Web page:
Between . . . and, from . . . to

Between now and the end of the semester — and that’s not far away — I’d like everyone to master the difference between two constructions commonly used to indicate ranges, especially in business stories that report changes in revenue and earnings over time. One student wrote this semester: The latest data on the world cocoa […]

Another reason why not

As I wrote on Oct. 20 in Ours not to reason why, it’s redundant to use reason, why and because in the same sentence referring to the same cause or explanation; generally, one of those words will do. Here’s a trifecta of redundancy — a sentence that unnecessarily uses all three. In the Nov. 10 issue […]

Making comparisons

Good, better, best Never let it rest Until the good is better  And the better best. That old saying, attributed online to everyone from St. Jerome to basketball star Tim Duncan, strikes me as very American: self-improvement is a cornerstones of our culture. While we should constantly strive to better (yes, it can be a […]

Affect or effect?

In English, one little letter can make a big difference. Take compliment (praise) and complement (something that completes something else), or principal (main, primary; or, head of a school) and principle (fundamental truth or basis of belief). These pairs are homophones — words that sounds alike but have different spellings and different meanings. Perhaps the […]

Ours not to reason why

I’d guess that CUNY journalism students have been reading Tennyson, except who reads Tennyson anymore?  In “The Charge of the Light Brigade,” he wrote: Not tho’ the soldier knew Someone had blunder’d: Theirs not to make reply, Theirs not to reason why, Theirs but to do and die . . . Tennyson comes to mind because […]

Fall harvest

I knew it was time to resume this blog when I saw, in big letters on a local TV newscast: TAKING BACK THE REIGNS Either no one at the station proofread this phrase before putting it on the air, or whoever did doesn’t know the difference between reign and rein. They are homophones — words that […]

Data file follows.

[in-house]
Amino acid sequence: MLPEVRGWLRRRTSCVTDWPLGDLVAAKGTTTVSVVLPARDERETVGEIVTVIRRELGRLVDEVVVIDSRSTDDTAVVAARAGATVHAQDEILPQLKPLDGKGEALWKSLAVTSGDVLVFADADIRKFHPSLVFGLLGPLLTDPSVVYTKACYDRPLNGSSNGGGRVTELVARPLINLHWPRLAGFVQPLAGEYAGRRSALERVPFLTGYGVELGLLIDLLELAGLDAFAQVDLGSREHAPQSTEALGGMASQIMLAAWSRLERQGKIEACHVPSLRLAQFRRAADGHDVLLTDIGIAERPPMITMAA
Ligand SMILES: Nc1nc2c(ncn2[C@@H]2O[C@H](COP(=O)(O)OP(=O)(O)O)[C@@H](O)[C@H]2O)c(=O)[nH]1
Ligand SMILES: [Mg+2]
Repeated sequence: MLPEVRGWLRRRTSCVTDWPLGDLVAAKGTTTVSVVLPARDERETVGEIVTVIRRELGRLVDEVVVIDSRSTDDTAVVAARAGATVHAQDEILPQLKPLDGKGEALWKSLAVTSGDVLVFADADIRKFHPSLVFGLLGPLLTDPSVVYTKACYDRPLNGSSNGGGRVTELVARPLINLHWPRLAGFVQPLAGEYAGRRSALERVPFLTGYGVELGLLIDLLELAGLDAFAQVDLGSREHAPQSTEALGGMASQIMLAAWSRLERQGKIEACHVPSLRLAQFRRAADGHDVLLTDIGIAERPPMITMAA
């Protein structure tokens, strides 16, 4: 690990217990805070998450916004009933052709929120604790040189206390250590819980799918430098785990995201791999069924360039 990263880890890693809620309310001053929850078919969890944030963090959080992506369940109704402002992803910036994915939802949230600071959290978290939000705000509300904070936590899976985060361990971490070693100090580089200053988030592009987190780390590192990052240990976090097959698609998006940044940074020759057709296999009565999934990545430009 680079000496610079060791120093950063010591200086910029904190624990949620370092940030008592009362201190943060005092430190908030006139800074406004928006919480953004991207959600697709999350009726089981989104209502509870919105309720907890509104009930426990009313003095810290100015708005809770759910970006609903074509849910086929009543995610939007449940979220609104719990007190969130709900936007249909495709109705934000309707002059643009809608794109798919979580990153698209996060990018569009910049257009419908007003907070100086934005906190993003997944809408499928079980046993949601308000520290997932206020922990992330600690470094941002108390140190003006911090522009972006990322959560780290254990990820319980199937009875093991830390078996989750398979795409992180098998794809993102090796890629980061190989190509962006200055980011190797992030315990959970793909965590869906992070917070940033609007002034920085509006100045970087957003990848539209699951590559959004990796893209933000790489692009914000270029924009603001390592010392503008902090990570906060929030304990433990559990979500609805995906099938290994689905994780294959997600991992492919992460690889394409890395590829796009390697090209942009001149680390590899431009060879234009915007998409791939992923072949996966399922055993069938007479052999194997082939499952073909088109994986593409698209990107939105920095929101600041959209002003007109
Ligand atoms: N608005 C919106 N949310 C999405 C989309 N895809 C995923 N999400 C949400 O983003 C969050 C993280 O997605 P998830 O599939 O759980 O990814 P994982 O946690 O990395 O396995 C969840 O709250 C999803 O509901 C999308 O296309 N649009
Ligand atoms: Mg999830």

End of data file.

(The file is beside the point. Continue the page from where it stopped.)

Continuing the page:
Final exam

It’s the end of spring semester — time to review. (You want to look good on your internship,  don’t you?) Here’s a quiz on what you’ve learned from this blog. What’s wrong with the following sentences written by students this academic year?   1. But it took one year for the European Union to sign it. 2. […]

Punctuation points

Victor Borge (pronounced BOR-guh) was a Danish pianist and comedian who combined those talents in a way that made him a star of American television in its early years. Among the many topics Borge explored in his sophisticated brand of stand-up (and often sit-down, from the piano bench) was punctuation, as in this video: Phonetic Punctuation […]

When a home is not a house

Housing is news. Sales of new and existing homes are an important indicator of the state of the economy. And in New York, a city of tiny living spaces, housing is practically an obsession. (So is its cost. “The New York question” is “How much?”) When you’re covering  housing issues, it’s important to get the […]

A good time was had by all

That sentence used to end small-town newspaper reports on  church socials and other gatherings. Today it makes us laugh — or should — because it’s such a backwards way of saying what it means: everyone had a good time. Written in passive voice, it sounds pretentious. It would sound far less so in active voice. […]